Amazon’s upcoming tie-up with Deliveroo has been given the final approval by the UK’s competition watchdog after facing a massive backlash from competitors.
The Competition and Markets Authority (CMA) said that following more than a year of considerations it has finally concluded that the deal would “not result in a substantial lessening of competition in either restaurant delivery or convenience grocery delivery”.
Amazon will now be granted permission to take a 16 per cent stake in UK food and now grocery delivery giant Deliveroo.
The deal has drawn criticism and controversy across the industry since Amazon led a $575 million funding round for Deliveroo back in May 2019.
Most recently Domino’s Pizza, one of the only high street fast food chains that doesn’t appear on Deliveroo’s app, warned that the deal would give Amazon “cart blanche” to raise its stake in the company significantly to 50 per cent without further scrutiny.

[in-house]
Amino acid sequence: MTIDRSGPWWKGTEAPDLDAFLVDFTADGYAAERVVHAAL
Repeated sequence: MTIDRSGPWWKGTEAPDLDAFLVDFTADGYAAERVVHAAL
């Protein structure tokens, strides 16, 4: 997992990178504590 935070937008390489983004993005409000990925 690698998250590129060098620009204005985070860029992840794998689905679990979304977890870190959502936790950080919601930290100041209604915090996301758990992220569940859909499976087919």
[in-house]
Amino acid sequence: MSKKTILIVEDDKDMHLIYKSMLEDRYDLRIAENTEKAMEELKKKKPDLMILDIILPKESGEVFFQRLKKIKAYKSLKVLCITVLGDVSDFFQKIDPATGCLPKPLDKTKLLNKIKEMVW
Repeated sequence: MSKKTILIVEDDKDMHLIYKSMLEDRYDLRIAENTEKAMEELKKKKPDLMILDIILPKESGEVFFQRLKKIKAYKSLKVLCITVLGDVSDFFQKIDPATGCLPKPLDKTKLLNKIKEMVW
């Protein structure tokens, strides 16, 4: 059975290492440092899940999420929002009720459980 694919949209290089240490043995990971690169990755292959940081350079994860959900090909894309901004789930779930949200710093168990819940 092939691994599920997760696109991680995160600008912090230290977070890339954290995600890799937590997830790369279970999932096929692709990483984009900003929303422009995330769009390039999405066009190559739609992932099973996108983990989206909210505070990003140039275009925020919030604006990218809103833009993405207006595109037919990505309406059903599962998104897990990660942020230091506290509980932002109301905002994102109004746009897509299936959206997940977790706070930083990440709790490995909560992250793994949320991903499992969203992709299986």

However, the CMA has stipulated that any attempts by Amazon to raise its stake in Deliveroo could spark a further investigation.
“When looking at any merger, the CMA’s role is to assess whether consumers will lose out from a substantial lessening of competition,” the CMA’s Stuart McIntosh, who led the inquiry said.
“We have not found this to be the case given the scale of Amazon’s current investment, but if it were to increase its shareholding in Deliveroo, that could trigger a further investigation by the CMA.”
A Deliveroo spokesperson added: “This is fantastic news for UK customers and restaurants, and for the British economy. British born Deliveroo will use the investment to increase choice and value for customers, support for restaurants and will be able to offer more riders the flexible work they value as the company expands.”
An Amazon spokesperson said: “Our investment will benefit both consumers of Deliveroo’s service and its small business restaurant partners. UK businesses like Deliveroo continue to benefit from broad access to investors and supporters.”
The CMA itself has drawn criticism for the handling of the investigation, not least from Amazon and Deliveroo who accused the body of seriously misunderstanding the UK food delivery market at the start of the year.
Months later the CMA was also criticised for its lack of clarity, having given the provisional green light, before given a second provisional approval weeks later for different reasons.